Physiology and Risk Management of Cold Exposure

RUDDOCK, Alan (2016). Physiology and Risk Management of Cold Exposure. In: FELETTI, Francesco, (ed.) Extreme Sports Medicine. Switzerland, Springer International, 397-406.

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Official URL: https://link.springer.com/chapter/10.1007%2F978-3-...
Link to published version:: 10.1007/978-3-319-28265-7_31

Abstract

When combined with extreme environmental conditions extreme sport challenges and often pushes physiological capacities to their regulatory limit, impairing performance and increasing the risk of serious medical conditions. Cold environmental temperatures associated with water and air exposure are of particular concern as hypothermia and cold injury can occur rapidly and without warning. Despite controlled endothermy that utilises several integrated thermoregulatory mechanisms, human body temperature is constrained by environmental biophysics. In cold environments rapid heat exchange can occur if metabolic heat production is insufficient to maintain thermal balance, or because of limited protection from extreme conditions. Declining body temperatures are associated with reduced dexterity, shivering, poor muscle co-ordination and force production, amnesia and cardiovascular strain that might challenge human survival let alone performance. The occurrence of cold injury can be alleviated with the implementation of risk management strategies that are designed to assess environmental conditions, location, protection and metabolic heat production of the event. The aim of this chapter is to highlight the risks associated with cold environments by presenting pertinent research, physiological responses and applied practice relevant to sport medics, athletes and coaches challenges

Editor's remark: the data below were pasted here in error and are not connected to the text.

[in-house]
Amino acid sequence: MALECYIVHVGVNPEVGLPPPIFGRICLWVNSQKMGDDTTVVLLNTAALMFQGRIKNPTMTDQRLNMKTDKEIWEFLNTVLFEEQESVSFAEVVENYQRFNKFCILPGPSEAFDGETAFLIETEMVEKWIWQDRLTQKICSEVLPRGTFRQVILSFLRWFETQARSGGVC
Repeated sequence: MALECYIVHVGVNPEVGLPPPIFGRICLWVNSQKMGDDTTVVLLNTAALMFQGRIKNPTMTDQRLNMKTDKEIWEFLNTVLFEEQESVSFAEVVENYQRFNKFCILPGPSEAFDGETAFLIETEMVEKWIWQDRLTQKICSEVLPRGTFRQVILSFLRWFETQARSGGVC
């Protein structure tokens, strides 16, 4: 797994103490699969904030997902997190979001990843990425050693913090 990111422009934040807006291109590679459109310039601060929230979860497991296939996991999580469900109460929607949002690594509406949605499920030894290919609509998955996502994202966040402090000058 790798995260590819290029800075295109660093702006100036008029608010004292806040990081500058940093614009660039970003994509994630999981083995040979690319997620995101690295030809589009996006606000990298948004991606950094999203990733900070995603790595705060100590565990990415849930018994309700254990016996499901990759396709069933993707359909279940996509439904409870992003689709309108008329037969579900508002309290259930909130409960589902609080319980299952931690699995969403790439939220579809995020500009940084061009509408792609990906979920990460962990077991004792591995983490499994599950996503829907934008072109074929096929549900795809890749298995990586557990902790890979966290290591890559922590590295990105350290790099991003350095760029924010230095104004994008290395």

Item Type: Book Section
Research Institute, Centre or Group: Centre for Sport and Exercise Science
Identification Number: 10.1007/978-3-319-28265-7_31
Related URLs:
Depositing User: Carmel House
Date Deposited: 25 Apr 2017 13:08
Last Modified: 13 Jun 2017 13:58
URI: http://shura.shu.ac.uk/id/eprint/15603

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